Mount Holyoke researcher studies how low-income urban youths' science aspirations develop


$411,530 NSF grant funds five-year study

Researchers have justly spent much time studying what influences low-income urban youth to pursue careers in the sciences at the college level. But little attention has been given to another group, those who have scientific aspirations but have chosen to follow a non-traditional educational path.

"Are we interested only in people who are engineers, doctors, and PhDs, or might we be interested in what influences a young person to decide between being a video technician and being a nail technician?" asks Becky Wai-Ling Packard, an assistant professor of psychology and education at Mount Holyoke College who has been awarded a $441,530 National Science Foundation grant to continue her studies of low-income urban youth develop and pursue interests and careers in science and technology.

Through the Faculty Early Career Development (CAREER) Program grant, Packard will examine three interconnected topics: the social negotiations of educational and career aspirations, including how the students' science and technology aspirations develop over time and across social contexts; the nature of effective mentoring strategies, including ways students and teachers can optimize students' access to mentors; and patterns of science and technology learning and motivation across contexts.

Through her five-year project, "Educational Trajectories of Low-Income Urban Youth in Science and Technology," Packard and her team of 10 student researchers will seek answers to these important questions, working with youth from Springfield and Holyoke, two nearby cities with high ethnic minority populations.

Much of the research she and others have done on science career aspirations has focused on college-bound students, or those already enrolled in college, Packard said. But beyond that group, she said, are many young people who may have interests in science and technology, but are following a non-traditional educational path. These students, she said, may spend their post-high school years in the workplace before returning to higher education through the community college system.

Packard said much of the literature on low-income urban youth focuses on negative factors, such as delinquency, gang involvement, and teenage pregnancy. "No one is really looking at educational planning, educational trajectories, successes. In what ways are young people participating in their educational planning? Many just assume they're not," she said.

Another major element of the research will involve effective mentoring strategies, and an examination of how youth are able to take responsibility for their own mentoring. Packard plans to incorporate her theory of "composite mentoring," which argues that a student unable to connect with one "ideal" mentor in her field may be able to obtain the support she needs from a group of mentors, each reflecting a different facet of her identity. "We cannot have one mentor that fits our every need, we need to develop a composite that fits that framework," she said. For women and students of color, "since the (science and technology) field is such that there are not that many demographically-similar mentors out there, then you basically have a catch-22: how do you get more people out there to serve as mentors for the people who are underrepresented? You can't." A composite mentoring strategy may be one effective solution.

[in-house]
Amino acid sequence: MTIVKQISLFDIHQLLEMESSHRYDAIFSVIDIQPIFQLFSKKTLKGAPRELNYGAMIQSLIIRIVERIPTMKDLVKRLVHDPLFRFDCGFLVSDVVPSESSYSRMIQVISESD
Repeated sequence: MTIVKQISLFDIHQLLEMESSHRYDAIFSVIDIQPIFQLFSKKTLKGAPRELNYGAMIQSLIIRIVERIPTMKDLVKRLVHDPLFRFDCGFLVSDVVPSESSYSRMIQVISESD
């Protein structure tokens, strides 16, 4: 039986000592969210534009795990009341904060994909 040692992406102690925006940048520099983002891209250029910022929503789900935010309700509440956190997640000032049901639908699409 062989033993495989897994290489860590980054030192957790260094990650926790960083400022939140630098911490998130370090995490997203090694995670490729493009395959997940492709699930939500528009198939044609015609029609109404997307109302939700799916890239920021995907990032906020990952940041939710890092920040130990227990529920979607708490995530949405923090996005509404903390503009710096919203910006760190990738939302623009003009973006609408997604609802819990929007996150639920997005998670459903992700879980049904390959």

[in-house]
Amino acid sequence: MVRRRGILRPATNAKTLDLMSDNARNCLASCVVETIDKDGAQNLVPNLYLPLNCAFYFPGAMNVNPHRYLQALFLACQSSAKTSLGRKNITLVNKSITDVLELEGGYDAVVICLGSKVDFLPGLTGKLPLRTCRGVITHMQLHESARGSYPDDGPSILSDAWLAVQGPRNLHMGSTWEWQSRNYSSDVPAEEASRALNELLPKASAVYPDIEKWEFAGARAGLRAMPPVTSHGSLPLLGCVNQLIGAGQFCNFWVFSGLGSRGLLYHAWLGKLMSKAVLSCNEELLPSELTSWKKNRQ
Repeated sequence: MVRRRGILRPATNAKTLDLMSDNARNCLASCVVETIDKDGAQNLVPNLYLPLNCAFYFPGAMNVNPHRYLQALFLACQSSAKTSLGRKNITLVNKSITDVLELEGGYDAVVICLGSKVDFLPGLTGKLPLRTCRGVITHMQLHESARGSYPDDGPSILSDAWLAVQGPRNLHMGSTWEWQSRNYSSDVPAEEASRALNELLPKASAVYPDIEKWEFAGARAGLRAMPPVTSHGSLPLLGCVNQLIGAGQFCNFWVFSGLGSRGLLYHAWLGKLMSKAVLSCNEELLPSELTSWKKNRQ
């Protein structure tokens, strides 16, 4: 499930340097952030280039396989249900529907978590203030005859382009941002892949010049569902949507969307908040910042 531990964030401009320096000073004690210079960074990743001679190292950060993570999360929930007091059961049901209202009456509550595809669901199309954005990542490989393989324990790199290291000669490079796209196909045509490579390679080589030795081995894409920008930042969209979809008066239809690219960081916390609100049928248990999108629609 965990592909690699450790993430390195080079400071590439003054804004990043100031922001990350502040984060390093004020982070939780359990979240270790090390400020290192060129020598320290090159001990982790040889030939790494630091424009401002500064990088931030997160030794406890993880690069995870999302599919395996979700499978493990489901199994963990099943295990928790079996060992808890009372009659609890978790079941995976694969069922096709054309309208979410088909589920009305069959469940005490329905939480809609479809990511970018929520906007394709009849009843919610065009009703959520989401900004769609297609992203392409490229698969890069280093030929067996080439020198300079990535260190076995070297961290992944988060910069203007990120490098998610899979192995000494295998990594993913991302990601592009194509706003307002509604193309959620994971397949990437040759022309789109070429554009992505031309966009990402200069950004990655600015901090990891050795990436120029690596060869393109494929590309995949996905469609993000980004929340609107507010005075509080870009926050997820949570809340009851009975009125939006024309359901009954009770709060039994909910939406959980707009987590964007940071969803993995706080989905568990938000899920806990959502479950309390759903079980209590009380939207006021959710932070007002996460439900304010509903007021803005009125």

The study will also examine how learning takes place outside the classroom, and how home, school, and community organizations can come together to support motivation and more positive effects for students. "I believe that young people will naturally develop in a positive way when provided with the support and resources to do so," Packard said. She said she hopes her work will challenge stereotypes about urban low-income youth, and raise awareness that many are actively involved in their own education, helping to identify ways for schools, parents, and community organizations to support them.

According to the National Science Foundation, the Faculty Early Career Development (CAREER) Program is a Foundation-wide activity that offers the National Science Foundation's most prestigious awards for new faculty members. The CAREER program recognizes and supports the early career-development activities of those teacher-scholars who are most likely to become the academic leaders of the 21st century. CAREER awardees are selected on the basis of creative, career-development plans that effectively integrate research and education within the context of the mission of their institution, and should build a firm foundation for a lifetime of integrated contributions to research and education.

Packard is the fifth CAREER awardee at Mount Holyoke College. Others who have received CAREER awards are Jill Bubier, assistant professor of environmental studies; Craig Woodard, associate professor of biological sciences; Janice Hudgings, Clare Boothe Luce Assistant Professor of Physics; and Sean Decatur, associate professor and chair of chemistry.

Source: Eurekalert & others

Last reviewed: By John M. Grohol, Psy.D. on 21 Feb 2009
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